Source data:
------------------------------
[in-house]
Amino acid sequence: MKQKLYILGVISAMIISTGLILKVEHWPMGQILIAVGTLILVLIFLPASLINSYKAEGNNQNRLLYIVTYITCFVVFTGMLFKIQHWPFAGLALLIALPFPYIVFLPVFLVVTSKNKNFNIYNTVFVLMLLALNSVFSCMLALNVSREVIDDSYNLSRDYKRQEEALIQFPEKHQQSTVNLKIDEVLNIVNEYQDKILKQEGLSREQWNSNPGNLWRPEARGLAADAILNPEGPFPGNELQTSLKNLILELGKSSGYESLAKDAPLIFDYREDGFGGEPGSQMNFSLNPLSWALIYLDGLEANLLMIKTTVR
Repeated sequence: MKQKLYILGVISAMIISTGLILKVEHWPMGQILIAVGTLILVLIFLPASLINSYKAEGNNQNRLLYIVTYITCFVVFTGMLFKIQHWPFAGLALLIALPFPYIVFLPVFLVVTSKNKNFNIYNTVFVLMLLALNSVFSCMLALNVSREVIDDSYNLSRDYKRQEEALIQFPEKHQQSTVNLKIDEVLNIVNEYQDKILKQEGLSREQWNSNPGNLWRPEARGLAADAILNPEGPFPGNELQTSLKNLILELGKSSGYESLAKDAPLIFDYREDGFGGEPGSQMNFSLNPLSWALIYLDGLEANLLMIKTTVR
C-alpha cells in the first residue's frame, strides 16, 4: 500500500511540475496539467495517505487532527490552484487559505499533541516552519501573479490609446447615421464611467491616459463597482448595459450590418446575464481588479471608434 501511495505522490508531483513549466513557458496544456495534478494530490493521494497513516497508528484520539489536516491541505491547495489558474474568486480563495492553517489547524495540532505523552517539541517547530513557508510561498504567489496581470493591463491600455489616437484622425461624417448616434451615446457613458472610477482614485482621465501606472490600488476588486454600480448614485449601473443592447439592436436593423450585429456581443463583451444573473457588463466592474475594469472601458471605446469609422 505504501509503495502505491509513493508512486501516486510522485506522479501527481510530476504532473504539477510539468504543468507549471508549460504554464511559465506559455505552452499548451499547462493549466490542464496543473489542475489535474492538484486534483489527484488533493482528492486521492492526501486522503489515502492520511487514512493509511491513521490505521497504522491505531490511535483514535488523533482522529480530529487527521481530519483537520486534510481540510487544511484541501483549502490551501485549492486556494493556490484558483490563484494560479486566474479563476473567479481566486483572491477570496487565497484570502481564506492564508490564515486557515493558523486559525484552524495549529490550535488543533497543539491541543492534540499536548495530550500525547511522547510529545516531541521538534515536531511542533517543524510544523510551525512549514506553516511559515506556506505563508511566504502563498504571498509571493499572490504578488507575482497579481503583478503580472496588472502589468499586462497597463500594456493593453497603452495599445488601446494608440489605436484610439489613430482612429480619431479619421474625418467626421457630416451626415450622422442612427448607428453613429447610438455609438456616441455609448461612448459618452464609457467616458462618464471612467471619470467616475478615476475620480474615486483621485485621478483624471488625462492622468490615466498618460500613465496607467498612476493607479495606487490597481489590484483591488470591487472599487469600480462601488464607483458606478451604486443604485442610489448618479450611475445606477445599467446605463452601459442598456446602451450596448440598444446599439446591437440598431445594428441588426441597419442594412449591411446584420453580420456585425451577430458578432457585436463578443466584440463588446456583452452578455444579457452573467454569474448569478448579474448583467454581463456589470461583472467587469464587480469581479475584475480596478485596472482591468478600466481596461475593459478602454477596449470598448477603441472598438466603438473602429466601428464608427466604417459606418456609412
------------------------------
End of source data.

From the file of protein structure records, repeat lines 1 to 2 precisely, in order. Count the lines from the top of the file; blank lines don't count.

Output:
[in-house]
Amino acid sequence: MKQKLYILGVISAMIISTGLILKVEHWPMGQILIAVGTLILVLIFLPASLINSYKAEGNNQNRLLYIVTYITCFVVFTGMLFKIQHWPFAGLALLIALPFPYIVFLPVFLVVTSKNKNFNIYNTVFVLMLLALNSVFSCMLALNVSREVIDDSYNLSRDYKRQEEALIQFPEKHQQSTVNLKIDEVLNIVNEYQDKILKQEGLSREQWNSNPGNLWRPEARGLAADAILNPEGPFPGNELQTSLKNLILELGKSSGYESLAKDAPLIFDYREDGFGGEPGSQMNFSLNPLSWALIYLDGLEANLLMIKTTVR